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Water solumble polymer makes its debut

August 23, 2008

2 Min Read
Water solumble polymer makes its debut

Biodegradable polymers on the market today are often made available in film or thermoforming grades for packaging purposes. Ask for an injection molding grade, however, and you?ll typically hear the response, ?We?re working on it.? One manufacturer, Environmental Polymers Group, has set itself apart with a water-soluble and injection moldable polymer called depart. Based on polyvinyl alcohol, the material can be processed on conventional injection molding machinery.

Beyond its ability to dissolve in warm water, this resin melts at higher temperatures than many IM plastics. Melting temperatures for the various formulations being developed for injection molding vary between 185 and 210C. This combination of properties makes the material suitable for lost core molding.

Sources at Environmental Polymers say depart has the potential to provide a core within a mold that can withstand the heat of the incoming resin melt, yet be washed away from the center of the part simply by squirting in a jet of warm water.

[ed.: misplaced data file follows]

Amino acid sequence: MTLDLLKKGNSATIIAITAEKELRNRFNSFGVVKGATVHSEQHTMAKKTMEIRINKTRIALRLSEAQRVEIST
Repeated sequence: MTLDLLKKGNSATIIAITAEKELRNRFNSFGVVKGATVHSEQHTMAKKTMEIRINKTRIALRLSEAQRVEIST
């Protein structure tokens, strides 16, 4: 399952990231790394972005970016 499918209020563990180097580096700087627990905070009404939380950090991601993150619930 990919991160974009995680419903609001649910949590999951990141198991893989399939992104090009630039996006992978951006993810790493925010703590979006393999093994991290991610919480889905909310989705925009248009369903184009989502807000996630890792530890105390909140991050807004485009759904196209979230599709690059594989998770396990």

Application trials are currently taking place at one major injection molding company to refine the technique. It will likely be used for complex internal structures, such as air intake manifolds, many of which are currently made in two halves and joined together. Being able to manufacture these components as single parts would increase quality, enable greater design complexity, and reduce costs.

Depart pellets are manufactured exclusively by Environmental Polymers at the company?s newly built factory in Irlam, England using a patented extrusion process that overcomes stability problems of previous attempts to make polyvinyl alcohol pellets.

One of the key differences between depart and earlier biodegradable plastics is user-controlled solubility in water. Depending on the grade used, materials can be designed to dissolve at preset temperature ranges centering on, for example, about 20C (70F), 55C (130F), or 80C (175F). After 2 to 20 minutes of immersion at the designated temperature, the depart polymer dissolves in water, leaving a harmless, nontoxic, aqueous solution of polyvinyl alcohol with a small amount of glycerol. Once this comes into contact with microorganisms such as those found in water treatment plants, biodegradation to carbon dioxide and water takes place within about 30 days.

Strength is another key difference between this material and other biodegradables. One grade that becomes fully soluble at 60C has a tensile strength of around 50 to 60 MPa, about three times that of LDPE. Variations of depart have tensile strengths of up to 90 MPa. Initial research has also shown that depart has a very strong resistance to hydrocarbons and other oils and gases.

Environmental Polymers Group, Newark, DE
(302) 366-8764

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